Mexican Breakfast Hash with Lime Crema

Butternut squash adds an unexpected but delicious earthy sweetness to this flavorful breakfast hash, which also features green bell pepper, jalapeño, corn, black beans and warming spices to evoke some favorite flavors of Mexican cuisine. The luscious Lime Crema uses silken tofu to achieve a drizzly, sour cream–like texture that perfectly complements the cooked veggies. Enjoy this breakfast hash on its own or spoon the delicious jumble into warm corn tortillas for a morning twist on tacos that will leave you satisfied and nourished. 

Tip: A package of prepared squash cubes shaves off prep time, but if you have a fresh whole butternut squash, you can halve, seed, peel, and cube it.

By Nancy Macklin, RDN,


  • ½ 12-oz. package extra-firm lite silken tofu
  • 1 tablespoon lime juice
  • ½ teaspoon lime zest
  • ¼ teaspoon garlic powder
  • 3 to 4 tablespoons unsweetened, unflavored plant-based milk
  • 1 cup chopped onion
  • 1 cup chopped green bell pepper
  • 1 fresh jalapeño chile, chopped
  • 3 cloves garlic, minced
  • 1 cup low-sodium vegetable broth
  • 1 12-oz. package chopped fresh butternut squash (3 cups)
  • 4 teaspoons chili powder
  • 2 teaspoons ground cumin
  • 2 cups frozen corn
  • 1 15-oz. can no-salt-added black beans, rinsed and drained (1½ cups)
  • Sea salt, to taste
  • Freshly ground black pepper, to taste
  • ¼ cup chopped fresh cilantro
  • 8 6-inch corn tortillas, warmed


  • For Lime Crema, place the tofu, lime juice, lime zest, and garlic powder in a food processor. Cover and process until smooth, gradually adding 3 to 4 tablespoons of plant-based milk until crema is the consistency of sour cream. Refrigerate until ready to serve.
  • In an extra-large skillet cook onion, bell pepper, jalapeño, and garlic over medium 5 minutes, stirring occasionally and adding vegetable broth, 1 to 2 tablespoons at a time, as needed to prevent sticking. Add remaining broth, the squash, chili powder, and cumin. Bring to boiling; reduce heat. Cover and simmer 15 minutes or until squash is almost tender.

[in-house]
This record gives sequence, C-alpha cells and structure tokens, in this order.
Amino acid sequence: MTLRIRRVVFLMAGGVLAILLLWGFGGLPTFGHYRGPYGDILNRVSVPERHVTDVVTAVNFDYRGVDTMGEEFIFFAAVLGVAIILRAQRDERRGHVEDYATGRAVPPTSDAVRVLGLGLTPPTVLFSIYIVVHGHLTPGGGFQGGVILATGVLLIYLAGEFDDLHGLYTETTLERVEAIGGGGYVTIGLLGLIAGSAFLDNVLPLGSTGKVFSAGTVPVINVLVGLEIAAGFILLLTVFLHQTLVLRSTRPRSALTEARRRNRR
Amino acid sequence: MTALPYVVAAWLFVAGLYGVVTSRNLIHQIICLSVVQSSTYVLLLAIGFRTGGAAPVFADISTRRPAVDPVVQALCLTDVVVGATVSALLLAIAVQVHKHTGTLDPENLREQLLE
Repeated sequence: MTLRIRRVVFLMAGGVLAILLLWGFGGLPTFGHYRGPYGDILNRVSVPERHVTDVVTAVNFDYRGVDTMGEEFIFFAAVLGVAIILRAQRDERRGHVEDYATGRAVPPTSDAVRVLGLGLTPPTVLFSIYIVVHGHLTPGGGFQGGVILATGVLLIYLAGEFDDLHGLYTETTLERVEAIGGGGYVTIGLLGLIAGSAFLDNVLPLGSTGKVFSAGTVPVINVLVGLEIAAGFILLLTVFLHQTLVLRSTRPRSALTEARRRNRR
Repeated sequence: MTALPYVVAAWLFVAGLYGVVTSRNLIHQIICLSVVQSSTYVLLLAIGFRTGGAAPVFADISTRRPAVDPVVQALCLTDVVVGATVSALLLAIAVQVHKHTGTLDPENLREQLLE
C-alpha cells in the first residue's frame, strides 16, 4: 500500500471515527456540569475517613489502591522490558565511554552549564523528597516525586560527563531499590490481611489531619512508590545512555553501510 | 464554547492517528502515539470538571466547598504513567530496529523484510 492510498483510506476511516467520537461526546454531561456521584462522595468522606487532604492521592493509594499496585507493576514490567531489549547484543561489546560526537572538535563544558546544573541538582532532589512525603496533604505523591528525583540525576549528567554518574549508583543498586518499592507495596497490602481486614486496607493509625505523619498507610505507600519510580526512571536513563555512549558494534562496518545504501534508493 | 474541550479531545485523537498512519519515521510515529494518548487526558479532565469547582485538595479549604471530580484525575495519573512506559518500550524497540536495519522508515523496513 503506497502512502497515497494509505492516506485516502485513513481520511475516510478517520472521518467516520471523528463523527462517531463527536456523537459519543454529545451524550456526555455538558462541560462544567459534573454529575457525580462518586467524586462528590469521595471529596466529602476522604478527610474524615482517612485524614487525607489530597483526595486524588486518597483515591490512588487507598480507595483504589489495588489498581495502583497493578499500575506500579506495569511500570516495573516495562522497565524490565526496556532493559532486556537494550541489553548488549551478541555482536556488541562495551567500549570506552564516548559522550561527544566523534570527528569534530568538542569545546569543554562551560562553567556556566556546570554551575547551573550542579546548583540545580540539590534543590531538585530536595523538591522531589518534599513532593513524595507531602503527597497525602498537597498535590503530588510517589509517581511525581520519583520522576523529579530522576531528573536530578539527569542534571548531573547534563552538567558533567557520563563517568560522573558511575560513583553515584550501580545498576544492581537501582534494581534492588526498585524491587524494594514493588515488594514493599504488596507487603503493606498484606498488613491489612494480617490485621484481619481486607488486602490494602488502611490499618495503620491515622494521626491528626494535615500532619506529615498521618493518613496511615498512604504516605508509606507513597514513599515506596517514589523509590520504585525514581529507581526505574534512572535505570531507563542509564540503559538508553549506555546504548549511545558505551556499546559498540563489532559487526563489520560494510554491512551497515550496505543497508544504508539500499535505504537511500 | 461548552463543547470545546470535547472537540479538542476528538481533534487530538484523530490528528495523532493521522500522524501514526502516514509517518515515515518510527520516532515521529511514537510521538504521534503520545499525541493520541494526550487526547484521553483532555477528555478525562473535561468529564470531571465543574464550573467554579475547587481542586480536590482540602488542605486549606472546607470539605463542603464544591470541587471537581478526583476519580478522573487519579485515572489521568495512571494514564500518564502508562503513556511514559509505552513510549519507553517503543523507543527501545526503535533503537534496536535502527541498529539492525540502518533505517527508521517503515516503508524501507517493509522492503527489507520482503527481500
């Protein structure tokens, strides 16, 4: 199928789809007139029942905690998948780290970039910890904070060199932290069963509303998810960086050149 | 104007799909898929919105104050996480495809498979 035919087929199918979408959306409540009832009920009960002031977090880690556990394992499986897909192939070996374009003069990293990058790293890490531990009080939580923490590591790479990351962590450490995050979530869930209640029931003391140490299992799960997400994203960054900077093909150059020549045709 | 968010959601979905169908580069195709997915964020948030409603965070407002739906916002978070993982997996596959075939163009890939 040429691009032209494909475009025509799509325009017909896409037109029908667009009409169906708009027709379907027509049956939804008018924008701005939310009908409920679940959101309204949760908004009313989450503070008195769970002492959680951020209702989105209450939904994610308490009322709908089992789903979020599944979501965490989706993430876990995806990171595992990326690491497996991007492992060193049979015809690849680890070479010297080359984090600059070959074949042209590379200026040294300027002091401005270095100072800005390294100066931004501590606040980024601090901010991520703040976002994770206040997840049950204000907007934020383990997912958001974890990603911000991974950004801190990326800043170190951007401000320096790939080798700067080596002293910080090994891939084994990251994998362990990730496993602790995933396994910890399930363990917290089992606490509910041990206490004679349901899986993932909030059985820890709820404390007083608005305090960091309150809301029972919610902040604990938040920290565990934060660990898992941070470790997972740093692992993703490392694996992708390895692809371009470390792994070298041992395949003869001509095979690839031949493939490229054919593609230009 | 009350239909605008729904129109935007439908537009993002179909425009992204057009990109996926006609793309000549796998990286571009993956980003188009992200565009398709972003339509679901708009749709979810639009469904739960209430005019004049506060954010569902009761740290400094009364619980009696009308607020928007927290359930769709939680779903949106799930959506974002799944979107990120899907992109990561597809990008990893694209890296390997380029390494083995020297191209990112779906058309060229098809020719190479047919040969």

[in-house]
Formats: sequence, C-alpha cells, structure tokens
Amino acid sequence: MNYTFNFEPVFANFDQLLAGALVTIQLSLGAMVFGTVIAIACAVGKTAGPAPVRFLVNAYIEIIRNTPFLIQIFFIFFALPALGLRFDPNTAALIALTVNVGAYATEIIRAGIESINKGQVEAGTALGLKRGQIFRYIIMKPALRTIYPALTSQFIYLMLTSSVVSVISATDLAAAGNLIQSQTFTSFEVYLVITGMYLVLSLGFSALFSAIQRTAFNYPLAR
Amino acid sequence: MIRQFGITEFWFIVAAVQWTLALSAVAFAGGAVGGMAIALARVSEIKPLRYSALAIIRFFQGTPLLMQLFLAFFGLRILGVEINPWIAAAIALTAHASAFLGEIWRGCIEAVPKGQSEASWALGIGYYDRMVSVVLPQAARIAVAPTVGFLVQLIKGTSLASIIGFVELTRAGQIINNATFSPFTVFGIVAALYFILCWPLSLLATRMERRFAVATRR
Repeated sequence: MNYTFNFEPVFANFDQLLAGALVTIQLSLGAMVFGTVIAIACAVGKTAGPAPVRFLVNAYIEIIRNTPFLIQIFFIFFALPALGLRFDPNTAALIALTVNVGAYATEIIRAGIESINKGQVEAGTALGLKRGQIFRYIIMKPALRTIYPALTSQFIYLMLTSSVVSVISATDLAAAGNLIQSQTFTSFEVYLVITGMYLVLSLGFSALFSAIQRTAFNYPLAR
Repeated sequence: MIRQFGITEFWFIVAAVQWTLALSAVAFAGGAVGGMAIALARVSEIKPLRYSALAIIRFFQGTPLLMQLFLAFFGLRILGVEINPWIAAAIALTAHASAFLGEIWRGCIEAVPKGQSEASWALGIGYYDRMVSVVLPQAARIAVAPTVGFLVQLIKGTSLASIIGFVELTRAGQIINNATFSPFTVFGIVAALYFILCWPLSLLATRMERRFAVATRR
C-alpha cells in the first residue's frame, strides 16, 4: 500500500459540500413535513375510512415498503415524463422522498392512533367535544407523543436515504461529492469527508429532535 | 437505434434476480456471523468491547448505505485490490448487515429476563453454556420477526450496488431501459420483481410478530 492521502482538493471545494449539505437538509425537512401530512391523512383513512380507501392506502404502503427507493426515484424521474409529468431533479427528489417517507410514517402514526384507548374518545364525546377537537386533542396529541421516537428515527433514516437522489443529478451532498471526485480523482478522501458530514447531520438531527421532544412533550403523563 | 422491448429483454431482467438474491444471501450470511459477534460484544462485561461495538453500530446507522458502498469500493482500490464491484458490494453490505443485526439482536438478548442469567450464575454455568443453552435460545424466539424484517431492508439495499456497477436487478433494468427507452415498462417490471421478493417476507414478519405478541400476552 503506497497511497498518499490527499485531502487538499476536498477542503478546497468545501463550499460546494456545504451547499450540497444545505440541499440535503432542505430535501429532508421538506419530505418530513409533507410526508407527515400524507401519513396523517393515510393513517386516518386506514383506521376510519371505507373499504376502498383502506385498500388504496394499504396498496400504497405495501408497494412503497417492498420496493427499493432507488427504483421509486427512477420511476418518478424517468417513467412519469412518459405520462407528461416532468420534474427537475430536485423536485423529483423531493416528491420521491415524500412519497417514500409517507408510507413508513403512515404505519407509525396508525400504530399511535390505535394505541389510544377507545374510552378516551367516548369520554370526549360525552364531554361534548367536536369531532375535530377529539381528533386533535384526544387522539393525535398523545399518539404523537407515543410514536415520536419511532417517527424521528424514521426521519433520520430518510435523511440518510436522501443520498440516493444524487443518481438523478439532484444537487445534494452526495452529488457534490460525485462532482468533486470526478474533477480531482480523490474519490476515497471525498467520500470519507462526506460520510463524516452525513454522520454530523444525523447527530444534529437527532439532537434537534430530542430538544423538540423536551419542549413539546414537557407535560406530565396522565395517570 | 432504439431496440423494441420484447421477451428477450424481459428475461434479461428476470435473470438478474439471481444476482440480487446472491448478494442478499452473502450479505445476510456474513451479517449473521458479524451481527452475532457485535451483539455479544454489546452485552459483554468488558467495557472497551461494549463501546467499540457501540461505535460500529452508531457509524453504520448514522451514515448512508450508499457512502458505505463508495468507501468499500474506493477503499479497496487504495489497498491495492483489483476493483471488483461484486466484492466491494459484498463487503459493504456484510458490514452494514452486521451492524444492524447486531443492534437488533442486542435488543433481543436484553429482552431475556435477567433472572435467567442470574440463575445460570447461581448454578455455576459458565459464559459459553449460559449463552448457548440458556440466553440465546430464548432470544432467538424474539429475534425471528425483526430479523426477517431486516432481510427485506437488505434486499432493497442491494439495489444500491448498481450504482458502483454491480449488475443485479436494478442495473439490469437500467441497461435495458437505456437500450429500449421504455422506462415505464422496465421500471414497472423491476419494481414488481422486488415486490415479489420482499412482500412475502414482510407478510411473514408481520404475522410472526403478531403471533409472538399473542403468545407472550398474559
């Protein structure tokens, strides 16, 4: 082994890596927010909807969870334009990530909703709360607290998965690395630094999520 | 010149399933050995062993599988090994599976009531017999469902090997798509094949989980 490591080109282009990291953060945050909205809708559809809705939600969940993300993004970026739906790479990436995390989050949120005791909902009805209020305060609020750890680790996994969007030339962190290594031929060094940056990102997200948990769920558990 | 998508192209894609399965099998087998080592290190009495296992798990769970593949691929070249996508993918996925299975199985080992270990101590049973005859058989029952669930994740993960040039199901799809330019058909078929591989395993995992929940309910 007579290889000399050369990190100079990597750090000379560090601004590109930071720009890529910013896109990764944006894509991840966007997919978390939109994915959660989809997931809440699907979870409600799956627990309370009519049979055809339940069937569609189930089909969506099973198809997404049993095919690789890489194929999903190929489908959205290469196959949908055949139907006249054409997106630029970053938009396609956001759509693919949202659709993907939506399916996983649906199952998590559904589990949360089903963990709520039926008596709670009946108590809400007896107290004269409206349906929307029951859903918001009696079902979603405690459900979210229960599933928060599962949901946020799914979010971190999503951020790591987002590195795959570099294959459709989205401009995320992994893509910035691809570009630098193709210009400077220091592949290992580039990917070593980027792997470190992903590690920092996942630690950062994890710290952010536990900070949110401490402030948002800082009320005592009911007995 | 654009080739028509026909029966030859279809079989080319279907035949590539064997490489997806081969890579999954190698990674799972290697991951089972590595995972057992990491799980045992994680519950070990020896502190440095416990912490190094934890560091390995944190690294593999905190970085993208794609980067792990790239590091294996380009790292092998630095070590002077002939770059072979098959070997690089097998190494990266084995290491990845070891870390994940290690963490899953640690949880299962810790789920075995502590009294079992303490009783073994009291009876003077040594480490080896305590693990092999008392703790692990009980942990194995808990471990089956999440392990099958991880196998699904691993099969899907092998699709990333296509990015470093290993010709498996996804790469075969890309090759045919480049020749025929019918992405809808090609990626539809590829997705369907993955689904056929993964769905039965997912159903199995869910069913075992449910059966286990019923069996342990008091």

• Stir in corn and black beans; cook 2 to 3 minutes or until hot. Season with salt and black pepper. Sprinkle with cilantro. Drizzle with Lime Crema and serve with tortillas.

Comments (23)

(5 from 10 votes)

Recipe Rating

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Amybeth Hurst

This recipe is on my list, thank you so much. I've been vegan for 10 years, but just now starting WFPB. And this is fantastic sounding.

Amy Adamson

Wow! This was amazing! I used roasted Yukon gold potatoes instead of squash. The potatoes make it so filling and satisfying. The sauce was incredible! I've never used tofu to make a cream sauce. I will keep this recipe in my meal rotation. Thank you!


Delicious thank you. I love silken tofu sour cream.


White beans or soaked cashews with extra water. Might be best to look up a vegan sour cream recipe that sounds good to you.


It was soo good!


Above the recipe description it has: "Prep-time: 25 minutes / Ready In: 40 minutes Makes 5½ cups Print/save recipe". Click on print/save recipe and it will bring up an easy to print page.

Lee Ellman

If you make cashew cream as a regular part of your vegan life, as I do, use a couple of tablespoons or more, of it thinned with the lime juice etc. It makes excellent mock sour cream or crema. And honestly tastes better than even the creamiest silk tofu.